Watermelon is rich in nutrients – including vitamins A and C, B vitamins and potassium — but where it really packs a punch is with lycopene, the antioxidant pigment that gives the fruit its deep red color. Some studies suggest that lycopene may have cardiovascular benefits, including a reduced risk of stroke, and eating watermelon may slightly lower blood pressure. Researchers have also looked at lycopene’s possible role in protecting against various cancers, though evidence is scant.
You can get lycopene from tomatoes, particularly cooked and stewed tomatoes, but “on a fresh basis, you can’t do better than watermelon,” said Penelope Perkins-Veazie, a professor at North Carolina State University in Raleigh who has studied lycopene and is an unpaid science adviser to the National Watermelon Promotion Board. Red watermelon has more lycopene than other watermelon varieties, and “seedless watermelon tends to have more,” she said.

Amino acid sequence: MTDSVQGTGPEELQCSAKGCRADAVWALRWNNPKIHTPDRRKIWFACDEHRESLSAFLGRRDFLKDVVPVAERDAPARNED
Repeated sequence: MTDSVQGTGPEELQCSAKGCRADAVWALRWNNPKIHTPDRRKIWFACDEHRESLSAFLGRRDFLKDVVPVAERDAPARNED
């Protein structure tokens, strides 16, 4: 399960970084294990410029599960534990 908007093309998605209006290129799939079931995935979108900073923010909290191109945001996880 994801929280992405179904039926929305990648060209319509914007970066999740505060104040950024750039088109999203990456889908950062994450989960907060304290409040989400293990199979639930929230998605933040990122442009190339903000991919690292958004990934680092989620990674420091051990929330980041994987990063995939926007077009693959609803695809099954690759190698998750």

Lycopene from watermelon is also easily absorbed into the body. In one small study, researchers gave volunteers lycopene from tomato juice and lycopene from watermelon; the tomato juice had received heat treatments to boost absorption. They found the two groups had similar blood levels of lycopene.
Though watermelon doesn’t have as much fiber as many other fruits and vegetables, it is fat-free, contains a lot of water and is low in calories, with about 45 calories in a one-cup serving.
Many people worry about the amount of sugar in watermelon, but “that’s a bit of a misconception, because the sugar content is actually lower than some other fruits, gram for gram,” said Jennifer McDaniel, a registered dietitian and spokesperson for the Academy of Nutrition and Dietetics. While a cup of diced watermelon has about nine grams of sugar, a medium banana contains 14 to 15 grams of sugar, as does a cup of blueberries. Dietary guidelines recommend adults eat two cups of fruit a day.
And while watermelon has a high glycemic index, a measure of a food’s ability to raise blood sugar levels, that also adds to the confusion. In fact, its high water content gives it a low glycemic load, meaning it does not raise blood sugar levels quickly in amounts typically eaten.
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